Back up in Oberlin, City Council President Ronnie Rimbert, views it differently.
“The only time I see Jim Jordan is on TV, when he’s saying Donald Trump’s a great man.” He blames a congressional district map Ohio’s Republican lawmakers created in 2011, one he says slices up communities, stretches districts to ridiculous lengths, ensures GOP dominance and diminishes voters – especially those of different political stripe.
“It’s unfortunate that this nasty game is being played, as far as the gerrymandering game. Jim could care less about what’s going on in Oberlin because he knows what our voter strength is, and it’s definitely not going his way.
Back down south in Urbana, Mayor Bill Bean says Jordan’s been a good rep, but acknowledges geography favors Urbana. He calls it literally the luck of the draw.
"Fortunately, Jim lives here, so I see Jim off and on throughout the year and I can chew on him or whatever.”
But, while he sees Oberlin’s point, he says all parts of the 4th District -- and the rest of Ohio -- should keep Washington in distant perspective; government works best when it's closer to home.
“We have to take care of ourselves.”
Boehner vs. Jordan
Though Ohio’s constitution leaves it the state Legislature to draw the congressional map, the current configuration was constructed largely in secrecy by GOP consultants under then-House Speaker John Boehner’s direction. Before he retired from Congress, the Repbulican Boehner battled Jordan and other arch-conservatives.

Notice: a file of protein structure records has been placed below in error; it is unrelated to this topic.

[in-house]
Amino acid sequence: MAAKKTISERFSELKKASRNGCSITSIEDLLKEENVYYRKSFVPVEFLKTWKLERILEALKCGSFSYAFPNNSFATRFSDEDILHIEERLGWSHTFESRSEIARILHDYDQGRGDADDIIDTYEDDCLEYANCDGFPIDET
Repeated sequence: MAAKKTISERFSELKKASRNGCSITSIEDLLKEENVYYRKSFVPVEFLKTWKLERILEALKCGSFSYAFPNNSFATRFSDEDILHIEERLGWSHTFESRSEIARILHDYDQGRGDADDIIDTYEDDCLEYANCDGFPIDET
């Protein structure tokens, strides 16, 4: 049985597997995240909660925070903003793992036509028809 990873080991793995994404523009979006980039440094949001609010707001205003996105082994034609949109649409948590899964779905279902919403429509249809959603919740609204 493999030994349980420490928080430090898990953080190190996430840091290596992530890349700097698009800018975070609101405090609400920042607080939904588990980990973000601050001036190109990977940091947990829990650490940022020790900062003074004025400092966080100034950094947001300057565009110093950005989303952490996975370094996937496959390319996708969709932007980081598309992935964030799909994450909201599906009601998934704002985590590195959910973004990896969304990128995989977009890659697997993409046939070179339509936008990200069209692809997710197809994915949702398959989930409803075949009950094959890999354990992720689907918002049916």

It's a rift that hadn't healed even as recently in October when, in an interview with Politico, Boehner called Jordan a "legislative terrorist" -- among other choice words.
Democratic Congressional hopeful Janet Garrett says that enmity may be a clue on what brought liberal Oberlin into the conservative 4th.
“I heard that part of the reason he gerrymandered this part of the Lorain County into the 4th district was to be a thorn in Jim Jordan’s side.”
Garrett isn’t sure if that’s true or a joke. But overall, she maintains the map is no joke. In her mind, it’s a threat to democracy.
A quick look at the 4th District
- Population: 721,717
- Gender: 50.1 % male; 49.9 % female
- Race: 90.4 % white; 5.6% black (including several of Ohio's largest prisons, whose inmates cannot, by law, vote)
- Median household income: $45.326
- High school graduation rate: 88.8 %
- College graduation rate: 15.8 %
How Ohio draws its political districts:
- Based on the 2010 Census, Ohio has 16 Congressional seats.
- Ohio's House of Representatives has 99 districts; Ohio's state Senate has 33 districts.
- The state House and Senate -- with the governor's sign-off -- create the Congressional map.
- The rules that apply to the map making are a U.S. Constitutional requirement that the districts have roughly the same-size population and the requirement in the federal Voting Rights Act that minority voters not be diminished through 'packing' them in one district or 'cracking' them among many.
- Ohio has no special rules as some other states do that would require districts be compact or that districts do not split up cities and other 'communities of interest.'
Here's an outline of WKSU's series this weekend on "Gerrymandering: Shading the Lines"
- Summit County: Four congressional districts and no member of Congress to call its own
- Snakes, ducks and toilet bowls: How's Ohio shape its congressional districts?
- How'd Ohio's most liberal town end up represented by one of the nation's most conservative congressmen?
- Pressure builds to change how Ohio draws its map
- Other states offer other models for Ohio